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Sascoc president talks Team SA's 'ninja turtle tracksuits' at 2016 Rio Games

Sport officials have robustly defended the suits worn by Team SA during the 2016 Rio Games.

The South African Rugby Sevens team celebrates on the podium during the medal ceremony at the Rio 2016 Olympic Games at Deodoro Stadium in Rio de Janeiro on 11 August 2016. Picture: AFP

CAPE TOWN - Sascoc president Gideon Sam has defended, in Parliament, the controversial tracksuits worn by Team South Africa at the Rio Olympic Games.

The kit drew widespread criticism from fans and athletes alike due to it being largely oversized, with last-minute tailoring required by some.

Sascoc is sponsored by apparel company 361, who also dressed a number of other countries at the games.

This was the main focus point in Parliament on Tuesday when Sascoc reported back to the sports committee on the both the Olympics and Paralympics, with members of Parliament (MPs) constantly referring to the "ninja turtle tracksuits", which was robustly defended by Sascoc and the Department of Sport.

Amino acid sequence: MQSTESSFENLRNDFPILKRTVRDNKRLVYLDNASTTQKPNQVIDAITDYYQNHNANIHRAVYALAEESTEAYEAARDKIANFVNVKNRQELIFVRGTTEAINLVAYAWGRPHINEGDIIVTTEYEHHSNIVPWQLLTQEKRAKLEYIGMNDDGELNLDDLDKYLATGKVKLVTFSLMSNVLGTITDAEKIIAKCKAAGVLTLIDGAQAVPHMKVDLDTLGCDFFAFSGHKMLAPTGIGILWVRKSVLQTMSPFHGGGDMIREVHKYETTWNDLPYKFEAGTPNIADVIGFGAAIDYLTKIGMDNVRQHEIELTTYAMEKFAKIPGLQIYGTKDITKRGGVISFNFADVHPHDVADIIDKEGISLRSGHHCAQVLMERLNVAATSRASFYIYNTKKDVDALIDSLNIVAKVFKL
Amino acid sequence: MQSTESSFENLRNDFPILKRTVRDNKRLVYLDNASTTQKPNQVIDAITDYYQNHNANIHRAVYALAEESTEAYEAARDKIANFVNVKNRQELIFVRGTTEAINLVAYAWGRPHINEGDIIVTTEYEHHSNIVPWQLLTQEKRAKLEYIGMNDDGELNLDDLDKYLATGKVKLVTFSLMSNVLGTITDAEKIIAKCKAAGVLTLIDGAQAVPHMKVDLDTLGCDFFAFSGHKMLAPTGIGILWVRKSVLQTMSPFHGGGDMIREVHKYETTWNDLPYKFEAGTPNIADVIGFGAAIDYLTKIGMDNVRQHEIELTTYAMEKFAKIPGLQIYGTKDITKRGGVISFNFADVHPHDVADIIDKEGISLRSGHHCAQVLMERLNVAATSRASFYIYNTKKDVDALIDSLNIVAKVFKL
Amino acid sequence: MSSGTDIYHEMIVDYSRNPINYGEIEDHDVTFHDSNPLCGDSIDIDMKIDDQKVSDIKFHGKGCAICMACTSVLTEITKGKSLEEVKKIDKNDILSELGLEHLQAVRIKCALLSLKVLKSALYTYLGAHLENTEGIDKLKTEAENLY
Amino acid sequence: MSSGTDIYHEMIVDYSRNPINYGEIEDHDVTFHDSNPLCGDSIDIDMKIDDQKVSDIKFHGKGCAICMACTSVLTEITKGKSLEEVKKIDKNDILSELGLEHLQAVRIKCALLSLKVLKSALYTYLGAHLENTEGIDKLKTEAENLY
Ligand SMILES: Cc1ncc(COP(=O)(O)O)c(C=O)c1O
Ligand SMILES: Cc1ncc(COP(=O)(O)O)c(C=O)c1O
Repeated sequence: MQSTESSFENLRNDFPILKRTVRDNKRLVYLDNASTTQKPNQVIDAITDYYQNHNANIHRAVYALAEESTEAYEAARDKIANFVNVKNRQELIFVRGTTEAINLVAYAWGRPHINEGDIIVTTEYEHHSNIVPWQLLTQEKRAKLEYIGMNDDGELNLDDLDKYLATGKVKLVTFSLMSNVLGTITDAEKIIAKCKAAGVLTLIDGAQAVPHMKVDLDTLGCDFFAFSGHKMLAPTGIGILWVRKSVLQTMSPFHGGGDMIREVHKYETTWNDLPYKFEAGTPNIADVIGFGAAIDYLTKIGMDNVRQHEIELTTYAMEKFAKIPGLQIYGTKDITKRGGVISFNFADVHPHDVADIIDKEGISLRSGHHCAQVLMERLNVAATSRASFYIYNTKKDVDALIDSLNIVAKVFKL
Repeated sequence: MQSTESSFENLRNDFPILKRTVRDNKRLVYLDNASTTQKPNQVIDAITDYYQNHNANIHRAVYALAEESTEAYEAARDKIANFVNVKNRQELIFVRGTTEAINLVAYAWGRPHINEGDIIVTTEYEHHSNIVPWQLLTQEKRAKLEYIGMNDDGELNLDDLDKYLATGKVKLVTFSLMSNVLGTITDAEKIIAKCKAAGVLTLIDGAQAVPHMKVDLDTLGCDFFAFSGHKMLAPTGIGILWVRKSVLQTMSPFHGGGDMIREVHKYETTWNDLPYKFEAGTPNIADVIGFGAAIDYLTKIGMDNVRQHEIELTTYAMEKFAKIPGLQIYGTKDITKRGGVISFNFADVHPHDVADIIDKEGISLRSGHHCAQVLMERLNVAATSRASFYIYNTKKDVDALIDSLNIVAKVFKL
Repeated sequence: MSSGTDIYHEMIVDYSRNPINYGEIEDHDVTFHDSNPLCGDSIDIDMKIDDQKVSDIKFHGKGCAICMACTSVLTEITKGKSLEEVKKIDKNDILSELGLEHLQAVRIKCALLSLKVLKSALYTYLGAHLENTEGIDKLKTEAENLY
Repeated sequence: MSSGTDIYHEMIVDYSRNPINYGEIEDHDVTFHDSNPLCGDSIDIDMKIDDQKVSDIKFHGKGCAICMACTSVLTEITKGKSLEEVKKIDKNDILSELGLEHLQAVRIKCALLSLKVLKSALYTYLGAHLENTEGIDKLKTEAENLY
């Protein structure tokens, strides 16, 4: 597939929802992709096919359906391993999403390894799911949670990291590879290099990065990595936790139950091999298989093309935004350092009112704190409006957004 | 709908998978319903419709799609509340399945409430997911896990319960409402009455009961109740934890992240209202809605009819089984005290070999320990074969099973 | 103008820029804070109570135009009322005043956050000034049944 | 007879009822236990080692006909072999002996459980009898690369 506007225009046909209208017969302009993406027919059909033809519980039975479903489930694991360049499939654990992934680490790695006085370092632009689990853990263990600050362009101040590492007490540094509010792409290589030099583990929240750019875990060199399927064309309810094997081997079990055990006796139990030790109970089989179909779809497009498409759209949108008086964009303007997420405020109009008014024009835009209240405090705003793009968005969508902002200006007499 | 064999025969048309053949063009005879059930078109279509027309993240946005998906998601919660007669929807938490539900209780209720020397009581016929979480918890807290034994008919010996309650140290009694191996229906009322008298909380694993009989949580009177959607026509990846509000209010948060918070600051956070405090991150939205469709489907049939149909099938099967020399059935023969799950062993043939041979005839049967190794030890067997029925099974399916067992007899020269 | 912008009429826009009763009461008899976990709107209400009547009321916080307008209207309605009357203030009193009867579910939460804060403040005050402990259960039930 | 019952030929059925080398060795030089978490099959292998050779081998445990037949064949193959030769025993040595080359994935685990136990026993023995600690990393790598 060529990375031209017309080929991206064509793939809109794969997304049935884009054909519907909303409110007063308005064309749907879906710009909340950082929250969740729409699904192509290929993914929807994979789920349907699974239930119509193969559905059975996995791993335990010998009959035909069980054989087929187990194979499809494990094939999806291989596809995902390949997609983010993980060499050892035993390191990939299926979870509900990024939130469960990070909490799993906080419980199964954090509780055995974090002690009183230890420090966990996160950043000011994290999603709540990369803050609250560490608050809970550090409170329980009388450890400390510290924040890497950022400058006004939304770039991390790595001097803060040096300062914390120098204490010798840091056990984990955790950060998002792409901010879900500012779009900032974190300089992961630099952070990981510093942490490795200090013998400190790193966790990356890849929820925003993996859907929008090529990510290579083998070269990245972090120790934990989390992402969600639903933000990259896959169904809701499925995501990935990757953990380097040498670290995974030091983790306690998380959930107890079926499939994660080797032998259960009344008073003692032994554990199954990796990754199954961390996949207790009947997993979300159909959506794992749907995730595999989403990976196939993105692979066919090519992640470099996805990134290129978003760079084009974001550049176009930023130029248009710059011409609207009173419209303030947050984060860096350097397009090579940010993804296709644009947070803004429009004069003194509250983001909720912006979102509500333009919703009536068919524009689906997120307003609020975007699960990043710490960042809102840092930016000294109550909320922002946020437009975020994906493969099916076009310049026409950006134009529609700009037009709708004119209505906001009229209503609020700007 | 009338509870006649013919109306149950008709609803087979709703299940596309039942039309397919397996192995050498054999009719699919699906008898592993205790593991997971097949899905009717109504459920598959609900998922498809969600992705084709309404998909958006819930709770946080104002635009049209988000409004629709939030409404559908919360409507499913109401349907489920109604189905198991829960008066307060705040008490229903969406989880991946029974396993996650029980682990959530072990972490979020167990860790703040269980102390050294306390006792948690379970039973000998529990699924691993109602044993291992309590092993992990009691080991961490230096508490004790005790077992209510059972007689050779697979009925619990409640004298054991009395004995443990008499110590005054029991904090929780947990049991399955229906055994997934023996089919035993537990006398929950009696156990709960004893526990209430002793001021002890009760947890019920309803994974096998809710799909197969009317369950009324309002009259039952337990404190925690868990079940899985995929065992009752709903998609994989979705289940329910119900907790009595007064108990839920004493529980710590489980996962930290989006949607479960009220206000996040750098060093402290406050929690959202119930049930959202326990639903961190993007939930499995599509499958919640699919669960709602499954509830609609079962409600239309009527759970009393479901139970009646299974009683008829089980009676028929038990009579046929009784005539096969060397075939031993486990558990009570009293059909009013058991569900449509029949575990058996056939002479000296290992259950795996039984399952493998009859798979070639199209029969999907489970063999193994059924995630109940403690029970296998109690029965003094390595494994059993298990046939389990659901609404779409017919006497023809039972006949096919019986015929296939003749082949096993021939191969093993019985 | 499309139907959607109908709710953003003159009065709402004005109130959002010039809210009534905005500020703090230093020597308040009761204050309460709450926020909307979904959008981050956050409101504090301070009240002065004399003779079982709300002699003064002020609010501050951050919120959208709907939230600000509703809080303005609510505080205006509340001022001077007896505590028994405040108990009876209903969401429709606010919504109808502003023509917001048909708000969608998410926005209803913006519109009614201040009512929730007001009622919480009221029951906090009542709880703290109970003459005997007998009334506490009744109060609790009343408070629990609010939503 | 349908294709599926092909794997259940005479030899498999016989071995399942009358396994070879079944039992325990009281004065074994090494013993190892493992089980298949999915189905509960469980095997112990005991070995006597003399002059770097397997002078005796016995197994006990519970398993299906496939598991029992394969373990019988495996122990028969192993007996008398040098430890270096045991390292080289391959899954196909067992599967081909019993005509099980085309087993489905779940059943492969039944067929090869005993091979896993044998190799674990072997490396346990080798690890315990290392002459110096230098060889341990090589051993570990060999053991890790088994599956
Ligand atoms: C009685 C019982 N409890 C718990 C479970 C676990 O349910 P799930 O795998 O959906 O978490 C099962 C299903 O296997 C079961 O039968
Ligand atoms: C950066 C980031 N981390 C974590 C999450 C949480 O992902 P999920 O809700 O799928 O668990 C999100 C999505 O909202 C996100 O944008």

A defiant Sam says they'll address the issues but athletes are also to blame.

"But as you run from the DG, you also don't want to get involved in those kind of things that are going to cost you money. I don't think it can't be addressed on the side of the sponsor."

Sam says with the tightening of budgets, they need to treat their partners with care.

"The suitcases are packed according to the sizes that they have given us. For me, maybe we should approach the sponsor to say which cuts we prefer."

CASE CLOSED ON VILJOEN

Sam has told EWN Sport that he's received an apology from Sunette Viljoen's camp following the sustained attack via social media that the Olympic silver medallist launched on the body.

Viljoen took to Twitter in a number of scathing attacks to highlight a lack of support in the build-up to the Rio Games, both financially and in terms of her kit that she was provided.

Sam says they've moved on from the Viljoen affair.

"I do know that things will go on and from oversight we have to move on."

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